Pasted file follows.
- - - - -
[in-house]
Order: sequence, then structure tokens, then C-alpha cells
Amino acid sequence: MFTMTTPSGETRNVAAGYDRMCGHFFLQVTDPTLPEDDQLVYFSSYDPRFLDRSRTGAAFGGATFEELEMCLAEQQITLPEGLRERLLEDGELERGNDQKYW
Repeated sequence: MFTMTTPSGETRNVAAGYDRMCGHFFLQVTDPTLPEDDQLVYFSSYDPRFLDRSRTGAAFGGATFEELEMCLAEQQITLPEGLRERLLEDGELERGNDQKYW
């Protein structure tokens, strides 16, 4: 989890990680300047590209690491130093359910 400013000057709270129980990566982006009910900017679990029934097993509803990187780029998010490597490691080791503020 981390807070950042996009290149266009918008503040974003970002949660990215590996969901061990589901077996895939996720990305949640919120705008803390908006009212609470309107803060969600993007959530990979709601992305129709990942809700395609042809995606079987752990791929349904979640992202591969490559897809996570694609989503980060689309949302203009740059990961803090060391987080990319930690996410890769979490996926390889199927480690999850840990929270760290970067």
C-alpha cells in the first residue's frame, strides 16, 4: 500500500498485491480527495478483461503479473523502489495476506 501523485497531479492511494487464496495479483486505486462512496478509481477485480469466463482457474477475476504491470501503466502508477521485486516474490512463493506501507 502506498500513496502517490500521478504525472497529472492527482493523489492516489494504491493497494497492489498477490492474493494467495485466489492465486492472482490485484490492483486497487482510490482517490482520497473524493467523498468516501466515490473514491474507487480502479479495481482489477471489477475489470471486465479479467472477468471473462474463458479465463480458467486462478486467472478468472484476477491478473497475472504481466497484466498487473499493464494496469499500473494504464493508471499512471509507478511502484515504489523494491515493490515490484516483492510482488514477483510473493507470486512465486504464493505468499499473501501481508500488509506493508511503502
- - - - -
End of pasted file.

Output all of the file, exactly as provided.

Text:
[in-house]
Order: sequence, then structure tokens, then C-alpha cells
Amino acid sequence: MFTMTTPSGETRNVAAGYDRMCGHFFLQVTDPTLPEDDQLVYFSSYDPRFLDRSRTGAAFGGATFEELEMCLAEQQITLPEGLRERLLEDGELERGNDQKYW
Repeated sequence: MFTMTTPSGETRNVAAGYDRMCGHFFLQVTDPTLPEDDQLVYFSSYDPRFLDRSRTGAAFGGATFEELEMCLAEQQITLPEGLRERLLEDGELERGNDQKYW
């Protein structure tokens, strides 16, 4: 989890990680300047590209690491130093359910 400013000057709270129980990566982006009910900017679990029934097993509803990187780029998010490597490691080791503020 981390807070950042996009290149266009918008503040974003970002949660990215590996969901061990589901077996895939996720990305949640919120705008803390908006009212609470309107803060969600993007959530990979709601992305129709990942809700395609042809995606079987752990791929349904979640992202591969490559897809996570694609989503980060689309949302203009740059990961803090060391987080990319930690996410890769979490996926390889199927480690999850840990929270760290970067």
C-alpha cells in the first residue's frame, strides 16, 4: 500500500498485491480527495478483461503479473523502489495476506 501523485497531479492511494487464496495479483486505486462512496478509481477485480469466463482457474477475476504491470501503466502508477521485486516474490512463493506501507 502506498500513496502517490500521478504525472497529472492527482493523489492516489494504491493497494497492489498477490492474493494467495485466489492465486492472482490485484490492483486497487482510490482517490482520497473524493467523498468516501466515490473514491474507487480502479479495481482489477471489477475489470471486465479479467472477468471473462474463458479465463480458467486462478486467472478468472484476477491478473497475472504481466497484466498487473499493464494496469499500473494504464493508471499512471509507478511502484515504489523494491515493490515490484516483492510482488514477483510473493507470486512465486504464493505468499499473501501481508500488509506493508511503502